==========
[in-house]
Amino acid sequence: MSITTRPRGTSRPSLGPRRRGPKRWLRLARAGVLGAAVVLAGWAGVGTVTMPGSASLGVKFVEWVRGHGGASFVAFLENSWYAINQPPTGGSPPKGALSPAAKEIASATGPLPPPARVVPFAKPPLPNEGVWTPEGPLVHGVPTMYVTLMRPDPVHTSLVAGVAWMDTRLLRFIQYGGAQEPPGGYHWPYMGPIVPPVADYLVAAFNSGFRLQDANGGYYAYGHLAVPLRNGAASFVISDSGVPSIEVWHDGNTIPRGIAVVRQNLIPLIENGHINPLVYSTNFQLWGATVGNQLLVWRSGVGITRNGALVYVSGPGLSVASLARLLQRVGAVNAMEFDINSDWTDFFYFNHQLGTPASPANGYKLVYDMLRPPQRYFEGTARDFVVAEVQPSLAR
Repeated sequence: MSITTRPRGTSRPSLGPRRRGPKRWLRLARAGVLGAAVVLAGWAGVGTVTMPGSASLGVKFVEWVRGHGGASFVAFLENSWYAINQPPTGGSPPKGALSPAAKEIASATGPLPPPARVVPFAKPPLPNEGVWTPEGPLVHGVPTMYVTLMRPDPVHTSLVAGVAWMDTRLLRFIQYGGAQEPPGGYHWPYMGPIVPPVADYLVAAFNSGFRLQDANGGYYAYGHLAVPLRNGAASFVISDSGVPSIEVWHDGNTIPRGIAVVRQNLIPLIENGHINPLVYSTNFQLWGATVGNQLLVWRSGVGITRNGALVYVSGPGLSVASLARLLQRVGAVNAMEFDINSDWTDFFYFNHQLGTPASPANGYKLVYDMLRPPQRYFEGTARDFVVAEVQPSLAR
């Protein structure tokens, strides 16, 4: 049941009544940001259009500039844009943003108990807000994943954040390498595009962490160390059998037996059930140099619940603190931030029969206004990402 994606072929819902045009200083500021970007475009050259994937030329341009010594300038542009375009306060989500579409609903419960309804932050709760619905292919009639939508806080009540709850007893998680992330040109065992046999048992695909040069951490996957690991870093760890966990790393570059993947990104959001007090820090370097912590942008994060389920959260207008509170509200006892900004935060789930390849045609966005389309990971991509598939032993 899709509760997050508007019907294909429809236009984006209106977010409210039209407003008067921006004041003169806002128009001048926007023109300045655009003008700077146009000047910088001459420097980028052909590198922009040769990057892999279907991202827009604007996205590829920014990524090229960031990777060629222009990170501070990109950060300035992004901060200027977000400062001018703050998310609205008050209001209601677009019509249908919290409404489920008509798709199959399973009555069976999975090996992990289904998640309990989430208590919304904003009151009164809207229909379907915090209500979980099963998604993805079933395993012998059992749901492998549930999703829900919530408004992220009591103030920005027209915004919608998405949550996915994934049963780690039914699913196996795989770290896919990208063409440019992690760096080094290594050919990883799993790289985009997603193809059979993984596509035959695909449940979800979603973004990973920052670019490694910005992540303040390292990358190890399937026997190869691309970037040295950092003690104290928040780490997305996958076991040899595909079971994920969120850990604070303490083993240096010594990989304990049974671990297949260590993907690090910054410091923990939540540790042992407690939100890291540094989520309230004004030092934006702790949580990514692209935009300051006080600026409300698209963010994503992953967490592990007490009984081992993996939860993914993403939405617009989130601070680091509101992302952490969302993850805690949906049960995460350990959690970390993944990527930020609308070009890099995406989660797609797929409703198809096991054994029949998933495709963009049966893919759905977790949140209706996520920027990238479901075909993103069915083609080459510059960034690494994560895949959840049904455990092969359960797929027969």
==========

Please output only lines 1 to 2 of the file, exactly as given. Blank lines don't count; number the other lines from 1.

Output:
[in-house]
Amino acid sequence: MSITTRPRGTSRPSLGPRRRGPKRWLRLARAGVLGAAVVLAGWAGVGTVTMPGSASLGVKFVEWVRGHGGASFVAFLENSWYAINQPPTGGSPPKGALSPAAKEIASATGPLPPPARVVPFAKPPLPNEGVWTPEGPLVHGVPTMYVTLMRPDPVHTSLVAGVAWMDTRLLRFIQYGGAQEPPGGYHWPYMGPIVPPVADYLVAAFNSGFRLQDANGGYYAYGHLAVPLRNGAASFVISDSGVPSIEVWHDGNTIPRGIAVVRQNLIPLIENGHINPLVYSTNFQLWGATVGNQLLVWRSGVGITRNGALVYVSGPGLSVASLARLLQRVGAVNAMEFDINSDWTDFFYFNHQLGTPASPANGYKLVYDMLRPPQRYFEGTARDFVVAEVQPSLAR